Tobacco use continues to be a major cause of cancer and premature death. Most studies of cigarette smoking and mortality have focused on middle-aged populations, with fewer studies examining the impact of tobacco cessation on disease and mortality risk among the elderly. A new study published in the American Journal of Preventive Medicine, found that people aged 70 or older currently smoking were more than three times more likely to die than never-smokers, while former smokers were less likely to die the sooner they quit.
In the U.S., the number of individuals aged 70 years and older is expected to increase from 29.2 million (9.3% of the population) in 2012, to 63.6 million individuals (15.9%) in 2050. "U.S. adults aged 70 and older have a very high lifetime prevalence of cigarette smoking, so it's important to examine the risks associated with smoking and the benefits of quitting at older ages among these individuals," explained lead investigator Sarah H. Nash, PhD, who conducted the research as part of her postdoctoral training at the National Cancer Institute, NIH, Bethesda, MD.
Investigators reviewed data for more than 160,000 individuals aged 70 and over who participated in the NIH-AARP Diet and Health Study. They completed a questionnaire in 2004-2005 detailing their smoking use, and reported deaths were tracked until the end of 2011. Analyses conducted between 2014 and 2016 correlated age at death with self-reported age at smoking initiation and cessation and amount smoked after 70 years of age.
The 2004-2005 questionnaire assessed smoking intensity in cigarettes per day and smoking history through nine age periods. For this study, participants still smoking in their 70s were identified as current smokers, and former smokers were classified by the decade of life when quitting. For the follow-up, the National Death Index Plus was used to determine deaths, while ICD-9 and ICD-10 codes for smoking-related mortality were used to further identify outcomes. These included lung cancer; other smoking-related cancers, including bladder, colorectal, esophageal, head and neck, kidney and renal pelvis, liver, pancreatic and stomach cancers, and acute myeloid leukemia; heart disease; stroke; diabetes; and respiratory disease (e.g., pneumonia, influenza, chronic obstructive pulmonary disease, and allied conditions).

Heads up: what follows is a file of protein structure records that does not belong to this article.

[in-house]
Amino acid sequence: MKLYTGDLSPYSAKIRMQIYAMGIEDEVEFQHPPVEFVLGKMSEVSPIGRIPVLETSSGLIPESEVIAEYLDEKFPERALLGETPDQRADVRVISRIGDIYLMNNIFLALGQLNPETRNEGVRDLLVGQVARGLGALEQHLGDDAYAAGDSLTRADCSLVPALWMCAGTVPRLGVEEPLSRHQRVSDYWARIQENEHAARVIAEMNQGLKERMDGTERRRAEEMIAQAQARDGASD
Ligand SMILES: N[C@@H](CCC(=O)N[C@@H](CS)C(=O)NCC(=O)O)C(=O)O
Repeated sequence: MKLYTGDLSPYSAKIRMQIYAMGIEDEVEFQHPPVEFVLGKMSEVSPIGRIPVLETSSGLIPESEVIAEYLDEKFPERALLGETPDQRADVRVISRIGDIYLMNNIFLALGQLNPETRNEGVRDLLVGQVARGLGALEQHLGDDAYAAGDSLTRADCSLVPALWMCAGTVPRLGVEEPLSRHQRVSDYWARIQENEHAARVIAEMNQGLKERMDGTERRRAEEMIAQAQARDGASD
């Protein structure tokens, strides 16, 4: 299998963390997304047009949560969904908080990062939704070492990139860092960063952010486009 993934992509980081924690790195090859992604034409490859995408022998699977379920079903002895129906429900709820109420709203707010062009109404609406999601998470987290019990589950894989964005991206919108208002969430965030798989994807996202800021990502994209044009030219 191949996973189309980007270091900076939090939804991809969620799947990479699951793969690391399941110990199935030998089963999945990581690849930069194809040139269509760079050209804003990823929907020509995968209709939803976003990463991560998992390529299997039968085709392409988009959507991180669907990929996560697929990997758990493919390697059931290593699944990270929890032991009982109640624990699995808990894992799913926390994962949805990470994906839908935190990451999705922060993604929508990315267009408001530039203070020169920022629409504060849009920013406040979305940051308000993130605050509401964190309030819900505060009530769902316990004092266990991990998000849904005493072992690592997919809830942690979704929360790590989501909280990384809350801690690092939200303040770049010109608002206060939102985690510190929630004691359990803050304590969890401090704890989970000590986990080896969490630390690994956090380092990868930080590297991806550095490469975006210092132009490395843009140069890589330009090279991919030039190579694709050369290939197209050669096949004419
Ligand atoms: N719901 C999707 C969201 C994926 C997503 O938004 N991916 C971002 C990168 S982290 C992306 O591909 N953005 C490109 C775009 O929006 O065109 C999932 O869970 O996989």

Data were adjusted for age, sex, level of education, and alcohol use. Since NIH-AARP participants are predominantly white, adjusting for race did not affect the results and was not included in the final models.
At the beginning of the study (2004-2005), the median age of participants was 75 years. Almost 56% were former smokers and 6% were current smokers. Males were less likely (31% vs 48% of females) to be never-smokers. Males smoked more than females (18.2 pack years vs 11.6 pack years), and males were more likely to have started smoking before 15 years (19% vs 9.5% of female smokers).
During an average follow-up of 6.4 years, almost 16% of the participants died. While 12.1% of the never smokers died, 16.2%, 19.7%, 23.9%, and 27.9% of former smokers who quit between ages 30-39, 40-49, 50-59, and 60-69 years died, respectively. Current smokers fared the worst, with 33.1% dying. Mortality rates for women were lower than men at each level of smoking use.
"These data show that age at smoking initiation and cessation, both key components of smoking duration, are important predictors of mortality in U.S. adults aged 70 years and older," commented Dr. Nash. "In the NIH-AARP study population, younger age at initiation was associated with increased risk of mortality, highlighting the importance of youth and early-adult smoking on lifetime mortality risk, even among people who live to age 70 years. In addition, former smokers were at substantially reduced risk of mortality after age 70 years relative to current smokers, even those who quit in their 60s. These finding show that smoking cessation should be emphasized to all smokers, regardless of age."
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